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What About Virtual Weddings?

In an interview with PromoLeaf, I shared my insights as a wedding planner who's written case studies about some couples who chose to postpone their wedding and some who decided the show must go on. Based on a recent study of their own, PromoLeaf, together with CensusWide, reveal what over a thousand people in the United States prefer when it comes to alternatives to postponing the wedding, like hosting a virtual wedding.

A groom proposes to his bride on one knee, both of them wearing masks, in front of a pile of toilet paper and Busch Light beers as he holds up a ring box containing a mini-bottle of hand sanitizer.
COVID-19 Era Proposal

Question: When asked how they feel about virtual weddings, 27% of survey respondents believed they're a great alternative to in-person weddings. Even more interesting, 35% said they're more likely to attend a virtual wedding because they normally wouldn't have been able to (due to lack of budget and/or the inability to get time off work).

With virtual weddings becoming more common, do you think people's preferences will change over time?

Answer: Absolutely! In my book, I also speak on wedding trends and logistical practices that will be on the rise in a post-pandemic world, such as getting a marriage license over the internet and making requests to videographers and planners for virtual components like 360-degree cameras and/or virtual reality goggles for guests who can't attend their events in-person. Moving forward, wedding professionals should expect to get requests about virtual components of the wedding to be implemented as part of their wedding services.

Question: When asked about what they'll miss about attending in-person weddings, survey respondents said they'll most miss in-person interactions such as hugging the married couple and friends/family (53%). 35%  of respondents said they'll miss dancing, followed by buffets (29%) and open bars (26%).

For those hosting virtual weddings, do you have any suggestions for ways to make them more engaging and fun to attend? 

Answer: I have more than a few suggestions that I share inside of my book. The couple can do a few things to accommodate their guests with food. "Consider selecting an assortment of recipes they can cook for your virtual reception. Give guests a heads up two to four weeks before your wedding date. This gives them a chance to stock their pantry, freezers, and fridges with the ingredients. Suggest recipes that mean something to you as a couple." Another bit that I advise for interactive couples is to give "guests a time range for suggested cooking or baking in their own kitchen. This informs a sense of the duration and flow of the event. It’s an activity you might particularly enjoy with your guests. In that case, give guests the option to cook or bake with you and/or one another over a video conference call. Among your suggestions, inform guests about what you plan to drink. You can choose fun cocktails or mocktails to recommend before, during, and after your wedding meal." For the dancing bits, I note that "at the intersection of entertainment and guest participation is a group dance. Think about the cha-cha slide, the cupid shuffle, and the Macarena. These are examples of dances that are easy to learn on the fly." There are also options to incorporate a garter toss and/or bouquet toss for guests to enjoy! Check out my book for another handful of options regarding music and video.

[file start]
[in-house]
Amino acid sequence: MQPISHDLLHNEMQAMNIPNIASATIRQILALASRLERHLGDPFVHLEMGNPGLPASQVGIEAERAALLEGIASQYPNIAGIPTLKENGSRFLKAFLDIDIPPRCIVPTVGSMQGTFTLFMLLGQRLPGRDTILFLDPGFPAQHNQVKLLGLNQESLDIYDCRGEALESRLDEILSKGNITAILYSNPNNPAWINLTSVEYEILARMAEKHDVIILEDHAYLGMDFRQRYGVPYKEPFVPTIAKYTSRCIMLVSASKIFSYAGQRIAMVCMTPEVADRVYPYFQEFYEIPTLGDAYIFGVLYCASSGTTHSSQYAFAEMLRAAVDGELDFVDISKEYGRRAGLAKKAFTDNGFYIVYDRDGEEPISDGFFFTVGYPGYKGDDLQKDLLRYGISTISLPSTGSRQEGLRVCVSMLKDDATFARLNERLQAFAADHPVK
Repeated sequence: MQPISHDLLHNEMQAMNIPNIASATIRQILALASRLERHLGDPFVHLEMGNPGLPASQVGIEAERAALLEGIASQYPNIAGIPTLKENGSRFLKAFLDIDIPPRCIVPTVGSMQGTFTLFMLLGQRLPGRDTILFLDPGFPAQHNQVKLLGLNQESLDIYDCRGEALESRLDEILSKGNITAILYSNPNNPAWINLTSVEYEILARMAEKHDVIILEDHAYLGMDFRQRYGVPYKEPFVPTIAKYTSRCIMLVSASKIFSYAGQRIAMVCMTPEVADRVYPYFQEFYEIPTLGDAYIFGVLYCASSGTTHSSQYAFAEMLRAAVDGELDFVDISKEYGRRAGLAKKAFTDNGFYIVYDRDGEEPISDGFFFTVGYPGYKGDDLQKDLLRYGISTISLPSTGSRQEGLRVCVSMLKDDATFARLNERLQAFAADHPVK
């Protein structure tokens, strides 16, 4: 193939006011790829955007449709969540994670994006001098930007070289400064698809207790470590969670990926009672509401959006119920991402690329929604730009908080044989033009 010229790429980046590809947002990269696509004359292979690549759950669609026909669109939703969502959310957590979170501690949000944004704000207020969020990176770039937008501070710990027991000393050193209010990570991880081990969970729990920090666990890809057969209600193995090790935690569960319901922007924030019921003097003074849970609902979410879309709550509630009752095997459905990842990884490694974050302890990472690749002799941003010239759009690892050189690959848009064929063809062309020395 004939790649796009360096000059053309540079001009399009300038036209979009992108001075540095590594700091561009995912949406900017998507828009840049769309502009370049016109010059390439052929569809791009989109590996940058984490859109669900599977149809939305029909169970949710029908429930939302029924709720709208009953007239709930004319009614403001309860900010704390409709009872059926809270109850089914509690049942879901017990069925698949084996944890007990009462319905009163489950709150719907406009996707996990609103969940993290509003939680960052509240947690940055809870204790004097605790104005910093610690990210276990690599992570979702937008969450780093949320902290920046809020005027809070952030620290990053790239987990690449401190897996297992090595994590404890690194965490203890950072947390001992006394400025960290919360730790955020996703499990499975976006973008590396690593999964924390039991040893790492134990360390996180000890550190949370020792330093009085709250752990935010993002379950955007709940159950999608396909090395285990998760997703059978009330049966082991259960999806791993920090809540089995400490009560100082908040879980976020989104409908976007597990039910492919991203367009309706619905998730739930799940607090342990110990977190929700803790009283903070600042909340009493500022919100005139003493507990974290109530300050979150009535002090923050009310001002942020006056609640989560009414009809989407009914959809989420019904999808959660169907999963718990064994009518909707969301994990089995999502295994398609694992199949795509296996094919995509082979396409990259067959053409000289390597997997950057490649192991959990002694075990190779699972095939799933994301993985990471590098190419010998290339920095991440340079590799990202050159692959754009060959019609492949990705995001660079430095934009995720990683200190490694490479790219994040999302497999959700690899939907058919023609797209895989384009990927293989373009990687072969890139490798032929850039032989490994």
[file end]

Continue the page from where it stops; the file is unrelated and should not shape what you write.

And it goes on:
Question: Once a vaccine is available and people are able to gather in large numbers again, are there any new trends or changes that you think could potentially carry over? (For example, hand washing stations and temperature checks becoming more commonplace)

Answer: Those additional safety measures like handwashing stations and distancing-related signage will be enforced by the venue. It will be the couple's responsibility sometimes to provide additional signage if they so choose. However, it's possible that venues may offer wedding-style signage for couples to use on their big day. The wedding gown designer may offer bridal-style masks to match the wedding dress, and caterers may only offer butler passed hors d'oeuvres instead of buffet options. Some trends will actually come from the vendors this time rather than at the request of the couple due to liability concerns.

Question: What would you say is the most overlooked detail when planning a virtual wedding AND/OR what's your biggest piece of advice that you'd give those who are planning a virtual wedding? 

Answer: The most overlooked detail when you're planning a virtual wedding is the guest experience. If you didn't mind having any guests, then you wouldn't be planning a virtual experience for them. The guest experience, including the way the music sounds on their device, the way you invite them to interact on your wedding day, and the way you minimize technical difficulties, all of these become much more important in the seamless flow of your big day. The biggest piece of advice I can give folks who are planning a virtual wedding is the electronic or print version of the book Poise Over Panic: How to Plan a Wedding in a Pandemic. It's the world's first and only book about how to get you through pandemic wedding planning obstacles with flying colors, in every single wedding aspect you can imagine.

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